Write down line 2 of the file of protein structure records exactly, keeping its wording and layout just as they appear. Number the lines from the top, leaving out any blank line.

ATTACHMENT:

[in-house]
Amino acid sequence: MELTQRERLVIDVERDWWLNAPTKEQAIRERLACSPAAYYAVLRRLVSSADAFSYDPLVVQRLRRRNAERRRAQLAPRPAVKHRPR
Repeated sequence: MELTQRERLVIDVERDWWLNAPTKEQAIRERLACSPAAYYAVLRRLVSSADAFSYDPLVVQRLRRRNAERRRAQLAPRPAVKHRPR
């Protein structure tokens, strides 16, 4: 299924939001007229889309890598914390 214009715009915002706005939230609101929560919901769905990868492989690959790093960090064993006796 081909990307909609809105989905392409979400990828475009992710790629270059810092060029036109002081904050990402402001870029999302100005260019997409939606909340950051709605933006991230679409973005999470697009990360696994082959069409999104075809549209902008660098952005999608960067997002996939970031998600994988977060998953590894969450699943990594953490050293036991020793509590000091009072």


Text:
Amino acid sequence: MELTQRERLVIDVERDWWLNAPTKEQAIRERLACSPAAYYAVLRRLVSSADAFSYDPLVVQRLRRRNAERRRAQLAPRPAVKHRPR